President Vladimir Putin feels insulted by allegations of Russian interference in the 2016 US election, Donald Trump has said after meeting him briefly at an Asia-Pacific summit in Vietnam.
"He said he absolutely did not meddle in our election," the US leader said.
Mr Trump, who defeated Democratic rival Hillary Clinton, said the allegations were a "Democratic hit job".
The US intelligence community concluded earlier that Russia had indeed tried to sway the poll in favour of Mr Trump.
The US justice department has appointed special investigator Robert Mueller to examine any possible collusion involving Mr Trump's team, and legal action has already been taken against several former aides.
The contents of the emails, passed to Wikileaks and posted online, were embarrassing to the Democrats and shook up the presidential campaign, which ended in defeat for Hillary Clinton.
In addition to the Mueller inquiry, congressional committees have been set up to carry out their own investigations.
Relations between the US and Russia have been strained for years, with the Kremlin long accusing Washington of seeking to sway elections in Russia and other ex-Soviet states including Ukraine and Georgia.
While Russian hackers are widely suspected of involvement, there has been no conclusive link to the Kremlin.
Denying that Russia had tried to interfere last year by fostering contacts with Mr Trump's campaign, Mr Putin told reporters in Vietnam: "Everything about the so-called Russian dossier in the US is a manifestation of a continuing domestic political struggle."
What does Mr Trump say to the allegations?
He said he believed Mr Putin had been "very insulted by" the allegations and that was "not a good thing" for America.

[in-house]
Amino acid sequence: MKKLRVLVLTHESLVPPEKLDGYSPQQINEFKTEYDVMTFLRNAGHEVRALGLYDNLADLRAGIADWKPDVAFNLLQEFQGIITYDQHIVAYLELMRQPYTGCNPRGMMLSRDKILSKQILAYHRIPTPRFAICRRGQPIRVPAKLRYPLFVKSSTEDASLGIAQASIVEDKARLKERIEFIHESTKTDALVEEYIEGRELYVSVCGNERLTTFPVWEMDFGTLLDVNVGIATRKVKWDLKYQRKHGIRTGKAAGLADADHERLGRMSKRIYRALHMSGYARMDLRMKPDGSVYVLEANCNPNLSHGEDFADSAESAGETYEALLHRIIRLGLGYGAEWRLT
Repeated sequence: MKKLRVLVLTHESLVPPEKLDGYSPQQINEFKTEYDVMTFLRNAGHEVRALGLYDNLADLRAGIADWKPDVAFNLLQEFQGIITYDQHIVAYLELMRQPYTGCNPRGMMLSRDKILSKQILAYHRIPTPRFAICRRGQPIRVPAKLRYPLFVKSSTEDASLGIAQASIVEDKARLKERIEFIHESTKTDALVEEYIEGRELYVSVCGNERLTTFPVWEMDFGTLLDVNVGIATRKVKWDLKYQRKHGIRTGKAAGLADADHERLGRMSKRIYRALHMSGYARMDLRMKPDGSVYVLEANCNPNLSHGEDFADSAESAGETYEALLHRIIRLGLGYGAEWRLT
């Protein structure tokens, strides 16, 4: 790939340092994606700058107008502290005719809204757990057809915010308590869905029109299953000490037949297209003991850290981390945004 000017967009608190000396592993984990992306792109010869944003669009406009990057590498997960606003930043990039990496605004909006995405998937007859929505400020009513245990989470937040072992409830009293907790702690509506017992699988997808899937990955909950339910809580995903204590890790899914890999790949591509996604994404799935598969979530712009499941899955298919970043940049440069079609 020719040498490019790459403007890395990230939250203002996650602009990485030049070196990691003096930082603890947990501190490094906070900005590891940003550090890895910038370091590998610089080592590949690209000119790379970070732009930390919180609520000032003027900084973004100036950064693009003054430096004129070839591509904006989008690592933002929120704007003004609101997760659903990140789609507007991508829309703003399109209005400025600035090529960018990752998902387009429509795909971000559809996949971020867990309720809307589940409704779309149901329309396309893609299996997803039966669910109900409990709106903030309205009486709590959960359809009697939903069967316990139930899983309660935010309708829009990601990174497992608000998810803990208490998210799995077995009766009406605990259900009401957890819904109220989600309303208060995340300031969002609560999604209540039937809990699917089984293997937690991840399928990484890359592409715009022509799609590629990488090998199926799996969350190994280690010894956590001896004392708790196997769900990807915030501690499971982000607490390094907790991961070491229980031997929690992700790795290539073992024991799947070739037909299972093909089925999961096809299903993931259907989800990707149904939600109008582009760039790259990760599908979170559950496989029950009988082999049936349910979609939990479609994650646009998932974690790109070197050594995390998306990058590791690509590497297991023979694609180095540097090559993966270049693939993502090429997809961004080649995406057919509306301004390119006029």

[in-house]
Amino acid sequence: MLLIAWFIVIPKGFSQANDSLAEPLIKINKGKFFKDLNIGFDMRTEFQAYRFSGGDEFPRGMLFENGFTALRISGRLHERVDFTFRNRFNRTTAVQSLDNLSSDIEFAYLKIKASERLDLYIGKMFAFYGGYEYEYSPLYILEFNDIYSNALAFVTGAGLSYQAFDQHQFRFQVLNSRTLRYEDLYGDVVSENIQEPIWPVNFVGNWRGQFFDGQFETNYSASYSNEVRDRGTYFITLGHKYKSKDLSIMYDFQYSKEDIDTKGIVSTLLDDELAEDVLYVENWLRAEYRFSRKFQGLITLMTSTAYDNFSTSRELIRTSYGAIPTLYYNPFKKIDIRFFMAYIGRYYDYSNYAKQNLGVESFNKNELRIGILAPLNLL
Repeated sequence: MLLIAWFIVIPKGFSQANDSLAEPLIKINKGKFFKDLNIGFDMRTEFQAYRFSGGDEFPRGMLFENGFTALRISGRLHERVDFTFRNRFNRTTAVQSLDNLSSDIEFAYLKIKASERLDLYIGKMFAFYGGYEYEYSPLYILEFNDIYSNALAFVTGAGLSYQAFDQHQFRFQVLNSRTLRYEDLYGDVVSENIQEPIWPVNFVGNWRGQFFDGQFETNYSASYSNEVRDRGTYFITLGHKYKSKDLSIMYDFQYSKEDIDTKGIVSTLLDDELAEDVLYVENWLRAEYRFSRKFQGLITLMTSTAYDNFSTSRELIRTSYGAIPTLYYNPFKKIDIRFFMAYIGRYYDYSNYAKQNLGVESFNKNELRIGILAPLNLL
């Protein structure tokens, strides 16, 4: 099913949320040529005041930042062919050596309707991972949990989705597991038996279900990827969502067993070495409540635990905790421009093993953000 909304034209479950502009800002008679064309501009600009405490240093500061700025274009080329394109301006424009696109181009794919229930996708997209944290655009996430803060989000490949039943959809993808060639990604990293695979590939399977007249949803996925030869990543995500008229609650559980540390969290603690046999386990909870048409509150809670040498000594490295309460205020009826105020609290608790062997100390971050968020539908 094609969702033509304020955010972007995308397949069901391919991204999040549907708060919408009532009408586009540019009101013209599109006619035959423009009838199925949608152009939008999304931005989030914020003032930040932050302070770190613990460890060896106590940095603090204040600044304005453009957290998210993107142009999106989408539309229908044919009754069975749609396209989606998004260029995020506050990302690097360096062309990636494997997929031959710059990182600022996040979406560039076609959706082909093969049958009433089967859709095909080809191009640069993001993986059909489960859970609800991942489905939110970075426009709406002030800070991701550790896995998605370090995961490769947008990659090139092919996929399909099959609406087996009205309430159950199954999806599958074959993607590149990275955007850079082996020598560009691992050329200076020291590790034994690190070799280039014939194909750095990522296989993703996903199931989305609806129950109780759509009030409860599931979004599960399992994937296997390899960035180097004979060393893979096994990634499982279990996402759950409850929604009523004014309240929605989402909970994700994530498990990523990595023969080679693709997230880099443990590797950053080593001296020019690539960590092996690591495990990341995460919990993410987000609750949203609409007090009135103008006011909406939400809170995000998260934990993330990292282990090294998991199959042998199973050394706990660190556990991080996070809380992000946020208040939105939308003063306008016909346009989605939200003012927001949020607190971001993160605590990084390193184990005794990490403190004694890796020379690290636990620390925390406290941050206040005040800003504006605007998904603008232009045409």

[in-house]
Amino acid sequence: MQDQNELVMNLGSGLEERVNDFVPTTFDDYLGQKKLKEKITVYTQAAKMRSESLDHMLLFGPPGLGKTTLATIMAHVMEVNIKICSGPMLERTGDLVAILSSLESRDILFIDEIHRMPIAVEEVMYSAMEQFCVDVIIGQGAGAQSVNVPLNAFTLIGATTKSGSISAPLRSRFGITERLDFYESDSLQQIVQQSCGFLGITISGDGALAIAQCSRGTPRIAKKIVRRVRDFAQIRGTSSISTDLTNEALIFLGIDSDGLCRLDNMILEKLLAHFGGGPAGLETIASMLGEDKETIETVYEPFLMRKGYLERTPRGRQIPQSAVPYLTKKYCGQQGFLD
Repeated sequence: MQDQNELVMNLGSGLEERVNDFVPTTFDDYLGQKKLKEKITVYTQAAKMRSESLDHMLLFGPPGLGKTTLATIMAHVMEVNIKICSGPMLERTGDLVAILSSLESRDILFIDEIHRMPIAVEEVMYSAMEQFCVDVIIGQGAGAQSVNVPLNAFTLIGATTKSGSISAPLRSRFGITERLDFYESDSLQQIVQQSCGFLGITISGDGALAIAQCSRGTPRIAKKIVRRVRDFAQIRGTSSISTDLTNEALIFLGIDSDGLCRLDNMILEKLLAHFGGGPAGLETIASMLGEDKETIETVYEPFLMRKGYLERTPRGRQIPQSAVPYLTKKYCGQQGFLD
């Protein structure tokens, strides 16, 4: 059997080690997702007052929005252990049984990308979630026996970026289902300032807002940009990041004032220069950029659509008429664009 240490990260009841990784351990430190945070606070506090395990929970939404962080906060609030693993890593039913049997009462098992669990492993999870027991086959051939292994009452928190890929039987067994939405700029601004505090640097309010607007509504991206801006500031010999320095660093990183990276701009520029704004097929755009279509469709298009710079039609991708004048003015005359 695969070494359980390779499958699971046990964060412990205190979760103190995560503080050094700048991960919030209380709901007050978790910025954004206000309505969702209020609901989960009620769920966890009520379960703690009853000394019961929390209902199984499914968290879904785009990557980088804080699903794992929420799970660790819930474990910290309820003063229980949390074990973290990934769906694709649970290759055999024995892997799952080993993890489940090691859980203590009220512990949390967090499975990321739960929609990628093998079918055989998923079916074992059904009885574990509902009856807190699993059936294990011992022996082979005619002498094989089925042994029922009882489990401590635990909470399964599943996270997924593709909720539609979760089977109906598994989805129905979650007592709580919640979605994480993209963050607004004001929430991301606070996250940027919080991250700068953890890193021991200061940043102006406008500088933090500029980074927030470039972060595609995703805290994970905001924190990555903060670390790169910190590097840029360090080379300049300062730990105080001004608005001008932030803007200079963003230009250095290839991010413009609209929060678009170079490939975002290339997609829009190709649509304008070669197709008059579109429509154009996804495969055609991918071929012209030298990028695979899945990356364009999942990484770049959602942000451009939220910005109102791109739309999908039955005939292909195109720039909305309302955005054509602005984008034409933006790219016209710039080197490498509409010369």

"He [Putin] said he didn't meddle," he added. "I asked him again."
Asked if he believed Mr Putin, he replied, "He is very, very strong in the fact that he didn't do it. You have President Putin very strongly, vehemently says he has nothing to do with that. Now, you are not going to get into an argument, you are going to start talking about Syria and the Ukraine."
Donald Trump once again goes against the findings of his own intelligence agencies.
Because although the US justice department is investigating the scale and nature of Russian interference in the election of 2016 (and any links to the Trump campaign), the American intelligence community has already long determined that Russia did, indeed, interfere.
Yet Mr Trump suggested this story was not only entirely fabricated by his political opponents, it might even be costing lives in Syria, because it is getting in the way of his relationship with the Russian president and hampering their ability to help solve the conflict together.
"People will die because of it, and it's a pure hit job, and it's artificially induced and that's a shame," he said.
It is hard to know what the president hopes to achieve with this type of rhetoric. The investigation goes on.